I appreciate your concerns about possible infection. But honestly you need to "get over it". Your situation was not an emergency, however any urgent situation (after the ABC's), stopping blood loss if the next step. Whatever can be quickly grabbed, a shirt, some tissue, a dish rag, etc., even un-sterile gauze, is used.


    I am 100%, or maybe 99.9% positive there was no possibility of you causing an infection. But even if you did that is what antibiotics are for.

    The other issue, air embolus, is also uncommon, but that can't be easily fixed. Focus on understand air embolus.....forget about maybe causing an infection.
  11. by   Triddin
    I think infection inset depends on several factors including source control and patients immune status. An immune compromised patient would be more likely to develop infection for example.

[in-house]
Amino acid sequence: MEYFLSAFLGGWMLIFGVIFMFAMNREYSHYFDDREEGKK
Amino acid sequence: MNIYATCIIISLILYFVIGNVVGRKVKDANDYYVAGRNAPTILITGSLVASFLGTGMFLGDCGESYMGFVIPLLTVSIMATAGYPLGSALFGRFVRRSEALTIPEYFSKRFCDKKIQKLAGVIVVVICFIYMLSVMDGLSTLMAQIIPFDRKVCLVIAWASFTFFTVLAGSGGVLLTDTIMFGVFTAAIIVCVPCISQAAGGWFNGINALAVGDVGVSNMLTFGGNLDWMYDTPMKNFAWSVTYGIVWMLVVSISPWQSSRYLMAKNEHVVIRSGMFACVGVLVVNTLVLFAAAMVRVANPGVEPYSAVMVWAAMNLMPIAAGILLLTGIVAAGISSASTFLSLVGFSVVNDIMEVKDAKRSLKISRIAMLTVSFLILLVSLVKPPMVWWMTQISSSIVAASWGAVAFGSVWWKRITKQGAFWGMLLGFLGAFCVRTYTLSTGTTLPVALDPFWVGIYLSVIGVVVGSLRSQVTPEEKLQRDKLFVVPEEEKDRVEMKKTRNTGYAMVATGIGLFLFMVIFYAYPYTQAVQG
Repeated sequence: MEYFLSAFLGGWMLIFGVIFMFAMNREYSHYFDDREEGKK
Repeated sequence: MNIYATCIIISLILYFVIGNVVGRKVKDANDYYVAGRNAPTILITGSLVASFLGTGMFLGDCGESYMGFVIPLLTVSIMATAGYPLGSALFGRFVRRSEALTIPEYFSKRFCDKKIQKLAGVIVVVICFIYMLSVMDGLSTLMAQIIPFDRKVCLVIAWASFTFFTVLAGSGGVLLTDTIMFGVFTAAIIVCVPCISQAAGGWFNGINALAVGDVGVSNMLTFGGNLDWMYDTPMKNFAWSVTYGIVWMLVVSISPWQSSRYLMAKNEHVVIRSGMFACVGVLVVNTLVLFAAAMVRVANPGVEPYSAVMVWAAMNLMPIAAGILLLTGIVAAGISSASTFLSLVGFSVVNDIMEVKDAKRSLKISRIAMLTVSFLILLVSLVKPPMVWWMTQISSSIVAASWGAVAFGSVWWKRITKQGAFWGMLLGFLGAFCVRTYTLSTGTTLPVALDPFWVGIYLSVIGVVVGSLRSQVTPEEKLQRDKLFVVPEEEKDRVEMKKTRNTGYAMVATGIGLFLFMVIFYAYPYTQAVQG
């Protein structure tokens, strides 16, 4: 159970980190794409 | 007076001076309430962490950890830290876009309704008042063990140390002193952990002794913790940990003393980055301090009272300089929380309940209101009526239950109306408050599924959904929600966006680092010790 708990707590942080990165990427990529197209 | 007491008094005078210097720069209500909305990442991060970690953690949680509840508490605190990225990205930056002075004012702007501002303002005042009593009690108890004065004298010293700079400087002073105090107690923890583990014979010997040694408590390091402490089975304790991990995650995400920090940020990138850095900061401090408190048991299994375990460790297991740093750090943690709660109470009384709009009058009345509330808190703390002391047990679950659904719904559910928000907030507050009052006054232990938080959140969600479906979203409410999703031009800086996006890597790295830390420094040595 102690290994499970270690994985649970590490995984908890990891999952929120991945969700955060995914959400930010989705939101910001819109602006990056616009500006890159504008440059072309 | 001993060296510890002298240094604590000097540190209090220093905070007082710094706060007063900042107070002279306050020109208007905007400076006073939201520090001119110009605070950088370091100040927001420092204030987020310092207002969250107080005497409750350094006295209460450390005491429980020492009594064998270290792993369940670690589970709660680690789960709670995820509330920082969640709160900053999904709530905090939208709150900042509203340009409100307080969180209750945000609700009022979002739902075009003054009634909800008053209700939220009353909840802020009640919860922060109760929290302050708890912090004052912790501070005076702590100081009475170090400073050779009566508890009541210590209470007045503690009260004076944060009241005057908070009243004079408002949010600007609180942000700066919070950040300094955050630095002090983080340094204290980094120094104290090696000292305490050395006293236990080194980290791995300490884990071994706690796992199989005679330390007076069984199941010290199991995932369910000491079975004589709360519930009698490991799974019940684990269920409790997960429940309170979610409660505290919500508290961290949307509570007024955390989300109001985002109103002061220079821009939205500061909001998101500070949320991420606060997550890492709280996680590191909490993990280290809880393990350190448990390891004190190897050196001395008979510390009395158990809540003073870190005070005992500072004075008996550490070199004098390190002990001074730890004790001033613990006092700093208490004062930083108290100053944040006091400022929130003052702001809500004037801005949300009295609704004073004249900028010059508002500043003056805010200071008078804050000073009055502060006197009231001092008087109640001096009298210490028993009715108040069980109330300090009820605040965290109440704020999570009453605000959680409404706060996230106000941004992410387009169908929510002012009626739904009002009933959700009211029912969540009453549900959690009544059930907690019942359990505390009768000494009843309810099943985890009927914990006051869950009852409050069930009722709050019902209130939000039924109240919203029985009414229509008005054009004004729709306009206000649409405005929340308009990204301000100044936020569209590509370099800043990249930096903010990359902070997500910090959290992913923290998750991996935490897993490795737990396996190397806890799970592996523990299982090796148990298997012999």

In this case, you've removed a direct portal of entry from the outside to the blood stream. Hypothetically any break of skin is a portal of entry for germs, but the body also mounts a protective response when that happens.

    If the patient has developed a clot, there shouldn't be a portal of entry for air into the blood stream, so no air emboli. I guess the patient could develop some subcutaneous emphysema, but all the do with that is monitor the size to ensure it doesn't spread. I've seen some extensive subcutaneous emphysema that we just monitored and the patient was fine.
  12. by   Triddin
    As a thought, next time you do a skill for the first time, see if you can get an educator or a more experienced nurse to do the skill with you. Not only are they support who can guide you with your questions during the procedure, but can lose grab you extra supplies if need be